In street-legal guise, the Storm was produced from 1993 to 1994. In part because of its £220,000 ($330,000) price tag - which, counting inflation translates to $676,376 in today’s money – the company only registered four orders for the car. All were delivered to their owners and three of them survive to this day. The one featured in this article was auctioned off in 2018, but despite its rarity and initial price, it only fetched £150,000 (215,085).

Lister Storm
Photo: Historics Classic and Sportscar Auctions Ltd
Although the road-legal Storm was short-lived, its track-only sibling enjoyed a long and fruitful career. Build in various iterations during the years, it debuted at the 1995 24 Hours of Le Mans where it failed to finish due to a gearbox failure. It was then entered in many competitions around the globe, including the popular BPR Global GT Series (rebranded FIA GT Championship in 1997) where it went up against the McLaren F1 GTR, Ferrari F40 LM, Porsche 911 GT1 or Mercedes-Benz CLK GTR. Sadly, mechanical issues prevented Lister from winning anything more than a few races during the second half of the 1990s. However, in 2000 the factory team won both the constructor’s and driver’s titles in the FIA GT Championship. A year later, Lister would add the British GT championship to their trophy cabinet and continued to race the Storm until 2005.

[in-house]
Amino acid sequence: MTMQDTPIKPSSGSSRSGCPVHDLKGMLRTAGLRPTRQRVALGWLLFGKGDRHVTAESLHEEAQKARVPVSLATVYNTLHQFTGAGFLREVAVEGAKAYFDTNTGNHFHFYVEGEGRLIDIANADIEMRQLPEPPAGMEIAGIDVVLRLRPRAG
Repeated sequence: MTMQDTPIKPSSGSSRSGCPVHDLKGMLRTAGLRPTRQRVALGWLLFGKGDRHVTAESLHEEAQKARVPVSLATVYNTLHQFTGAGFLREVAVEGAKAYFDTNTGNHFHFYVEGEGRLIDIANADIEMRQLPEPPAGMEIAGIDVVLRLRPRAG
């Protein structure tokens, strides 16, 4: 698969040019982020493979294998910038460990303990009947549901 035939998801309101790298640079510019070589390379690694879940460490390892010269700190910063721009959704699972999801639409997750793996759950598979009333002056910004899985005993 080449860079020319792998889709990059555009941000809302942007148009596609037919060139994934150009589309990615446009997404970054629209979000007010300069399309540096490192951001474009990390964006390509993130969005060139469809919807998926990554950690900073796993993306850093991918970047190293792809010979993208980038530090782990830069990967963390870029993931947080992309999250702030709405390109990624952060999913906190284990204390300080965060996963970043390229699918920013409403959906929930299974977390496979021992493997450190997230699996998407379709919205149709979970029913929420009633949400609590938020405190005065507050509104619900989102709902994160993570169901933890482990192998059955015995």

Born during the most exciting era of supercars, the Lister Storm never managed to reach the legendary status of its peers but, it still deserves to be remembered and appreciated. It came from a small British manufacturer, it delivered a Jaguar V12-powered supercar which Jaguar itself failed to do and became a GT cult hero on track.

Spotting one of the three surviving Storms in the wild is nearly impossible, but thanks to YouTube user StyleNL, you can take a virtual walkaround of this fascinating ride in the video below.

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About the author: Vlad Radu
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Vlad's first car was custom coach built: an exotic he made out of wood, cardboard and a borrowed steering wheel at the age of five. Combining his previous experience in writing and car dealership years, his articles focus in depth on special cars of past and present times.